Government mulls setting up special courts to tackle Covid-19 graft
President Cyril Ramaphosa says measures are being considered to change the tender system
President Cyril Ramaphosa says the government is looking into establishing special courts, similar to those set up for the 2010 Soccer World Cup, in a bid to tackle corruption allegations related to Covid-19 procurement.
Responding to questions in the National Assembly on Thursday, Ramaphosa said the state was also considering overhauling the tendering system, cutting out the so-called “tenderpreneurs”. The president said corruption allegations had caused much outrage among the public and MPs, and he himself was incensed.
“It is disgraceful that in the midst of a health crisis there are people who want to defraud the state and profiteer,” said Ramaphosa.
The government’s response to the Covid-19 crisis has been marred by corruption allegations relating to procurement. Accusations that government officials have been issuing procurement deals to politically connected individuals, including family members and friends, have dominated the headlines in recent weeks.
Ramaphosa’s spokesperson, Khusela Diko, has taken special leave pending the outcome of investigations into allegations that a company in which her husband is a director received two contracts worth R125m to procure protective equipment for the Gauteng government. According to Diko, the contracts were later cancelled. Gauteng health minister Bandile Masuku has also taken leave after being implicated in the scandal.
In July, Ramaphosa authorised the Special Investigating Unit (SIU) to probe all allegations of Covid-19 procurement irregularities.
The corruption allegations have prompted the Treasury to look into the possible centralisation of its procurement process. This week, the government published a list of all companies that have benefited from the state’s Covid-19-related procurement in an attempt to allay fears of corruption.
Ramaphosa told MPs on Thursday that Covid- 19 presented the government with an opportunity to introduce procurement reforms.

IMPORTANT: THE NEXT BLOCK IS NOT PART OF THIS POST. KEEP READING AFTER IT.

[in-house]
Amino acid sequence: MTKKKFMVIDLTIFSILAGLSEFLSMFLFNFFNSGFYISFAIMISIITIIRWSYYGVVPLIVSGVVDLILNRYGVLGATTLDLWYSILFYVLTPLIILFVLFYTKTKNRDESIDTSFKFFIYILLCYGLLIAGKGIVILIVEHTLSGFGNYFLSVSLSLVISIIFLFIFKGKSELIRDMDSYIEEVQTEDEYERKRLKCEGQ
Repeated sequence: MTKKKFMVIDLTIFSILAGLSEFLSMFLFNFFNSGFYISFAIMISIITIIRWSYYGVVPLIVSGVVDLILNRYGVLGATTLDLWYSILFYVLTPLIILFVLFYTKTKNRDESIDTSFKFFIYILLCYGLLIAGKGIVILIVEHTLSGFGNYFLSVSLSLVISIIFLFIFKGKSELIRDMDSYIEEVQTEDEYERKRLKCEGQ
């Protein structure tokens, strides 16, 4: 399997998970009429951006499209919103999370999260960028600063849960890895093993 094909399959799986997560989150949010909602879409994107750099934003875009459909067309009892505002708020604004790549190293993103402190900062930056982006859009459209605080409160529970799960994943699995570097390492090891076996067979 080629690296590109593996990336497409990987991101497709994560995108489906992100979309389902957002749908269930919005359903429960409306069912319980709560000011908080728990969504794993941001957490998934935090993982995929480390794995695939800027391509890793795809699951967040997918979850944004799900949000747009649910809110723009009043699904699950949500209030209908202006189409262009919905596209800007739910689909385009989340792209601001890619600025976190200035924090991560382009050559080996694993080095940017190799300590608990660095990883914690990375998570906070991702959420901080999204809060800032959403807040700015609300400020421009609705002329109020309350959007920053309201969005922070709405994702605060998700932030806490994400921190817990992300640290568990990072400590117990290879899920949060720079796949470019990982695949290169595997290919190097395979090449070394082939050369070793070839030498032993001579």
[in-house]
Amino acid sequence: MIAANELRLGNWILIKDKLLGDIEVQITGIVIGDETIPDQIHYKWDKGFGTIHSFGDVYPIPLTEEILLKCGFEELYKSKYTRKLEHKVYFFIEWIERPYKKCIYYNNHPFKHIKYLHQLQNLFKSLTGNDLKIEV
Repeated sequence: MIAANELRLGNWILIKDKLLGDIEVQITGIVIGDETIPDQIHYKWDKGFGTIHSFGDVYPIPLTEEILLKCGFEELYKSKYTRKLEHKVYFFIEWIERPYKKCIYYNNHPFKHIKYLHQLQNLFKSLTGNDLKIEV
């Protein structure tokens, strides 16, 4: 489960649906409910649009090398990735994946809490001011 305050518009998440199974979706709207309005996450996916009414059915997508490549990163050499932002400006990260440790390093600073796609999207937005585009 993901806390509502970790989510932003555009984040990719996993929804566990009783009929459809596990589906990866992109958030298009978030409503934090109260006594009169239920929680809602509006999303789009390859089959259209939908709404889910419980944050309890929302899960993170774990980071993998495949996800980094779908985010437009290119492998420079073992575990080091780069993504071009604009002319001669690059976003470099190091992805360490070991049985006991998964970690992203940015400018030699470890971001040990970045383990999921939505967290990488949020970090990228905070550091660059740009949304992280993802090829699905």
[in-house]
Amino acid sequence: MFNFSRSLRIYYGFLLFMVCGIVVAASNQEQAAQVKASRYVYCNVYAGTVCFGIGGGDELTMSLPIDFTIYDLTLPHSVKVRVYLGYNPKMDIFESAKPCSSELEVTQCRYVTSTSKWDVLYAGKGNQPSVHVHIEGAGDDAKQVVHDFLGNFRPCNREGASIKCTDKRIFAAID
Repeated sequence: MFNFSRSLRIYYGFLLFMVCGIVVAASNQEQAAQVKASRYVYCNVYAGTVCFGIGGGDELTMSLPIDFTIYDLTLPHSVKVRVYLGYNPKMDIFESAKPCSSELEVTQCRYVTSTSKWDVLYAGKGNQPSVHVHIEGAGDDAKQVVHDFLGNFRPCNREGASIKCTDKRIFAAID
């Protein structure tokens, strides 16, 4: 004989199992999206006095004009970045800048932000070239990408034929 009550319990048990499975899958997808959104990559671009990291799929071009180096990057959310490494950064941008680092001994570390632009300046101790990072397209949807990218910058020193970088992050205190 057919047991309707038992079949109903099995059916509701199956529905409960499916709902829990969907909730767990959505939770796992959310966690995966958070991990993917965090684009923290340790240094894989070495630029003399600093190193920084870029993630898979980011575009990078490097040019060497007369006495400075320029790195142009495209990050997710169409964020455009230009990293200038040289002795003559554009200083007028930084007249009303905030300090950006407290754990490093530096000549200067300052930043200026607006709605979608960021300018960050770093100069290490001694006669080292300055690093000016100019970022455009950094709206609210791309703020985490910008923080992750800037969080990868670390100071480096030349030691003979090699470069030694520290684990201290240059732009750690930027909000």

“I am putting a lot of hope in technology to tighten procurement systems. We will be moving in that direction as government. We cannot continue to use procurement systems that belong to the ice age,” Ramaphosa said, adding that the government would look into implementing artificial intelligence and blockchain technology to cut out corruption.
“The measures we are taking will lead to procurement reform and help to solve the many procurement maladies and ensure government does not overpay. We are meant to put this culture [of corruption] to an end, where government pays up to 800% mark-up,” he said.
“I believe that government should never pay a premium and should acquire at the right price or at best at a discount [because it procures in bulk]. In the end, when government spends money, it is the people’s money. In the end, Covid-19 will lead to the opening up of tender process [transparency].”
Ramaphosa said of the R500bn Covid-19 support package set up by the government, about R11bn had been used for the procurement of personal protective equipment (PPE).
EFF leader Julius Malema asked Ramaphosa why he was reluctant to reveal all his donors that bankrolled his campaign for the ANC presidency, to ensure that those who donated were not benefiting from PPE tenders. Malema also called for the establishment of special courts to speedily prosecute those implicated in Covid-19-related corruption.
“The CR17 [Ramaphosa’s ANC presidential campaign] funding matter is in court ... I do not know that [CR17 donors] benefited from Covid-19-related procurement,” Ramaphosa said.
On the special courts, Ramaphosa said: “We are looking into the issue of special courts to focus on Covid-19-related corruption and I will be speaking about this in the weeks to come”.
DA leader John Steenhuisen said Ramaphosa was doing little to tackle corruption. He asked Ramaphosa about the promotion of corruption-accused former eThekwini mayor Zandile Gumede, who was last week sworn in as an ANC member of the provincial legislature in KwaZulu-Natal despite the serious allegations she is facing.
After initially dodging the question, Ramaphosa responded, saying that the matter was being discussed by ANC structures.
“It [the Gumede matter] has caused a lot of disquiet ... it is being discussed in a very democratic manner,” Ramaphosa said.
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